7 Ideas That Could Save Online Journalism

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Here's something you already knew: journalism is facing an advertising crisis. The reasons are simple. Web readers are disparate and distracted, screen sizes are small, and too few companies believe that pixelated display ads are worth print-paper rates.

But what you might not have guessed is there is a way out of the ad-pocalypse. Like all challenges, it begins with a good old fashioned brainstorm. From the State of the Media report today, here are 7 ideas that could save online journalism. I hope.

1) Micropayments: Think iTunes. Readers pay for content a la carte, like with songs from Apple's music store. Except instead of songs, it's articles. Do I think this could work? Not by itself. Today's news is perishable. It has a half-life of something like three hours. Music isn't perishable. We're still listening to Miles Davis. We're not still reading old copies of Life, or last month's news about health care reform's final gasps.

2) Microaccounting: Think Hulu, with payments. Microaccounting brings publishers together to create a network. Readers get billed every month for reading X number of articles across various networks. Presumably this conceals the cost of reading and makes users more likely to pay because they're only confronting costs once a month or so rather than confronting a price for each new revelation about the state of health care reform. This is close to the "Hulu for Magazines" that Journalism Online is trying to build. Essentially it's a clean way to introduce bundled payments to online journalism.

3) Freemium Plans: Think WSJ.com. Commodity, front-page news is free. Premium in-depth analysis requires some money. This allows newspapers to acknowledge that their product includes both commodity goods and unique analysis that you will miss if you don't pony up the dough. This is basically the model I suggested for the NYT in my article "A Five-Point Plan to Save the New York Times."

4) Targeted Ads: Think Facebook, for news. Readers share demographic information about themselves with a Website in exchange for a free reading experience, and content providers charge advertisers higher rates for the audience information. Fears include piracy and identity theft. General reservations include the fact that Facebook, despite obscene page view numbers that swamp Google and Yahoo combined, actually pulls in only about 1/15th of Google's ad revenue. Targeted ads are still the Dippin' Dots of online revenue: still the model of the future rather than the industry leader of today.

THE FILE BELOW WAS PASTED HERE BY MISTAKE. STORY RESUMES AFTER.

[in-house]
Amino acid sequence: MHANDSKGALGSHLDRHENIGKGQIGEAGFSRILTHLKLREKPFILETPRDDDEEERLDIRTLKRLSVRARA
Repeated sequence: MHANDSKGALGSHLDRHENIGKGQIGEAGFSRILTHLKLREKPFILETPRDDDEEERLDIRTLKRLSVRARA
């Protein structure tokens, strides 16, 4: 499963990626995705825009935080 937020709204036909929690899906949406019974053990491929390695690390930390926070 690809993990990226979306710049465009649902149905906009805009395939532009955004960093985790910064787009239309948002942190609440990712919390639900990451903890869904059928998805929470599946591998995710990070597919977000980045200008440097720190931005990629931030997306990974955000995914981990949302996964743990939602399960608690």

5) Circulate Bar: Think Hulu, plus Facebook. You enter your demographic information into one gateway page for the rights to view multiple Websites free of cost. So Conde Nast could create a standard welcoming page to ask readers to share demographic information in exchange for a free reading experience. Then Conde sells that aggregated information to its advertisers, who pay premium for display and video ads. I suppose smaller magazines companies like The Atlantic and The New Republic could also band together to create a Circulate Bar for our readers and advertisers.

6) Turn Off Google. Think not-gonna-happen. Not any time soon. Rupert Murdoch likes to make noise, and the last time he was making noise, he was talking about turning off Google (blocking News Corp sites from Google bots) and selling his content exclusively to Microsoft Bing for indexing. Murdoch would lose traffic, but Bing's deal would presumably get him a better deal. If the future of search engines is content wars, so be it. But Murdoch hasn't followed up to suggest that he should be taken seriously, and no media publishers have made similar Google threats to suggest they were taking Murdoch seriously.

7) Make Verizon Pay. Think cable. Last, here's an idea that sounds impossible at the moment, but has ancestors in cable: sharing fees with Internet service providers. Basically content providers would band together in groups -- maybe like Journalism Online -- and lobby broadband internet providers like Comcast and Verizon. I see no indication that something like this is possible in the short term, Pew reports that a company called Clickshare believes it can implement a service in which "consumers have an account at one service (such as a news, cable or Internet service provider site) and can be periodically billed for access to information from a plethora of other affiliated content sites."

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Derek Thompson is a senior editor at The Atlantic, where he writes about economics, labor markets, and the entertainment business.

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